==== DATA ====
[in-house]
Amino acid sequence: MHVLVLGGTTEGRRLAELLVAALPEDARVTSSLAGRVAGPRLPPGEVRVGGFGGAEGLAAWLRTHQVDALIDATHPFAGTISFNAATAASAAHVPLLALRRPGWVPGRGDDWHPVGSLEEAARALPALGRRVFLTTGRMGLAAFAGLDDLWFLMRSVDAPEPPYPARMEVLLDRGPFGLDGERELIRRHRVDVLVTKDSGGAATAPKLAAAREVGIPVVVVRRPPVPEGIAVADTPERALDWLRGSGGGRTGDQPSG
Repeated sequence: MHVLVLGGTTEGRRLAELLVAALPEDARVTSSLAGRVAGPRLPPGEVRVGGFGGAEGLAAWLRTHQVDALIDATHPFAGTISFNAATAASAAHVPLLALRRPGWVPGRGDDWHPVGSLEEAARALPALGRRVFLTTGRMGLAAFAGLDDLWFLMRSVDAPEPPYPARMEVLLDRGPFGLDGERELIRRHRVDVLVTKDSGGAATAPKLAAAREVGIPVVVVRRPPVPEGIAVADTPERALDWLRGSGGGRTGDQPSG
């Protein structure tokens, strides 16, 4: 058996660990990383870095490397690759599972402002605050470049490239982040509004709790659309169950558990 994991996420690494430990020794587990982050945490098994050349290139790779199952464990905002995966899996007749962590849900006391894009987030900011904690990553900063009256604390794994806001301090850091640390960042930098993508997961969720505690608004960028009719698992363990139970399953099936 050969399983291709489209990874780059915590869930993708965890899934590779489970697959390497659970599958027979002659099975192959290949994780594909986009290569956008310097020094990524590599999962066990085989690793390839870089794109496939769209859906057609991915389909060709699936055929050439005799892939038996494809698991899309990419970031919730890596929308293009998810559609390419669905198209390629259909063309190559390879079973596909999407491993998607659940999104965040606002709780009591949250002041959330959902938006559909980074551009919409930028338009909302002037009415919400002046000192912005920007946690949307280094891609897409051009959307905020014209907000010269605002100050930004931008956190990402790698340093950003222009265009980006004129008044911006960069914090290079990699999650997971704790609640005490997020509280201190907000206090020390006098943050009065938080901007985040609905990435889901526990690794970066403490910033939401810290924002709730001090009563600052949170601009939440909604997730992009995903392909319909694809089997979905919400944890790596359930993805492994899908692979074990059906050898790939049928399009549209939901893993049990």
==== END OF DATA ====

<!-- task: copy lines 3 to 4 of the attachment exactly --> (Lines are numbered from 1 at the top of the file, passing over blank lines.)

Repeated sequence: MHVLVLGGTTEGRRLAELLVAALPEDARVTSSLAGRVAGPRLPPGEVRVGGFGGAEGLAAWLRTHQVDALIDATHPFAGTISFNAATAASAAHVPLLALRRPGWVPGRGDDWHPVGSLEEAARALPALGRRVFLTTGRMGLAAFAGLDDLWFLMRSVDAPEPPYPARMEVLLDRGPFGLDGERELIRRHRVDVLVTKDSGGAATAPKLAAAREVGIPVVVVRRPPVPEGIAVADTPERALDWLRGSGGGRTGDQPSG
């Protein structure tokens, strides 16, 4: 058996660990990383870095490397690759599972402002605050470049490239982040509004709790659309169950558990 994991996420690494430990020794587990982050945490098994050349290139790779199952464990905002995966899996007749962590849900006391894009987030900011904690990553900063009256604390794994806001301090850091640390960042930098993508997961969720505690608004960028009719698992363990139970399953099936 050969399983291709489209990874780059915590869930993708965890899934590779489970697959390497659970599958027979002659099975192959290949994780594909986009290569956008310097020094990524590599999962066990085989690793390839870089794109496939769209859906057609991915389909060709699936055929050439005799892939038996494809698991899309990419970031919730890596929308293009998810559609390419669905198209390629259909063309190559390879079973596909999407491993998607659940999104965040606002709780009591949250002041959330959902938006559909980074551009919409930028338009909302002037009415919400002046000192912005920007946690949307280094891609897409051009959307905020014209907000010269605002100050930004931008956190990402790698340093950003222009265009980006004129008044911006960069914090290079990699999650997971704790609640005490997020509280201190907000206090020390006098943050009065938080901007985040609905990435889901526990690794970066403490910033939401810290924002709730001090009563600052949170601009939440909604997730992009995903392909319909694809089997979905919400944890790596359930993805492994899908692979074990059906050898790939049928399009549209939901893993049990």